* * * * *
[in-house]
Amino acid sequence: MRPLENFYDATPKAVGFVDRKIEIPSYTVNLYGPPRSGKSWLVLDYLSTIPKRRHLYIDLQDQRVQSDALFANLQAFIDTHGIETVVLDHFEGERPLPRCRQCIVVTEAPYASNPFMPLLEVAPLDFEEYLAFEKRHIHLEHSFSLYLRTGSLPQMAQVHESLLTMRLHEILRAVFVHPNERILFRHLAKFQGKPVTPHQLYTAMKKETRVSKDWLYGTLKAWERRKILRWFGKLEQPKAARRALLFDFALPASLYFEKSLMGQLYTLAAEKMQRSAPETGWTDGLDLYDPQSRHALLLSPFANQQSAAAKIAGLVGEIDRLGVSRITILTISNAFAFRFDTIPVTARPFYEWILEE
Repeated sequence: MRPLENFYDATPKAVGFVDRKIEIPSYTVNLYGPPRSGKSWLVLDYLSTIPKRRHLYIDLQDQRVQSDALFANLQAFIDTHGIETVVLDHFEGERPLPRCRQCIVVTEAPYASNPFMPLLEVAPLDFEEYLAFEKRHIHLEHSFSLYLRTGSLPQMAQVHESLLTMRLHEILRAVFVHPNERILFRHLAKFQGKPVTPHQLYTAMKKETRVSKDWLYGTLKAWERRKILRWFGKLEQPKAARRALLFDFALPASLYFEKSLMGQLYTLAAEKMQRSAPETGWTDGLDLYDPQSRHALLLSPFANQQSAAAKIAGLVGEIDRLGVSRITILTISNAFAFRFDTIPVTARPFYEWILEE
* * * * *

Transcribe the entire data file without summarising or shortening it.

[in-house]
Amino acid sequence: MRPLENFYDATPKAVGFVDRKIEIPSYTVNLYGPPRSGKSWLVLDYLSTIPKRRHLYIDLQDQRVQSDALFANLQAFIDTHGIETVVLDHFEGERPLPRCRQCIVVTEAPYASNPFMPLLEVAPLDFEEYLAFEKRHIHLEHSFSLYLRTGSLPQMAQVHESLLTMRLHEILRAVFVHPNERILFRHLAKFQGKPVTPHQLYTAMKKETRVSKDWLYGTLKAWERRKILRWFGKLEQPKAARRALLFDFALPASLYFEKSLMGQLYTLAAEKMQRSAPETGWTDGLDLYDPQSRHALLLSPFANQQSAAAKIAGLVGEIDRLGVSRITILTISNAFAFRFDTIPVTARPFYEWILEE
Repeated sequence: MRPLENFYDATPKAVGFVDRKIEIPSYTVNLYGPPRSGKSWLVLDYLSTIPKRRHLYIDLQDQRVQSDALFANLQAFIDTHGIETVVLDHFEGERPLPRCRQCIVVTEAPYASNPFMPLLEVAPLDFEEYLAFEKRHIHLEHSFSLYLRTGSLPQMAQVHESLLTMRLHEILRAVFVHPNERILFRHLAKFQGKPVTPHQLYTAMKKETRVSKDWLYGTLKAWERRKILRWFGKLEQPKAARRALLFDFALPASLYFEKSLMGQLYTLAAEKMQRSAPETGWTDGLDLYDPQSRHALLLSPFANQQSAAAKIAGLVGEIDRLGVSRITILTISNAFAFRFDTIPVTARPFYEWILEE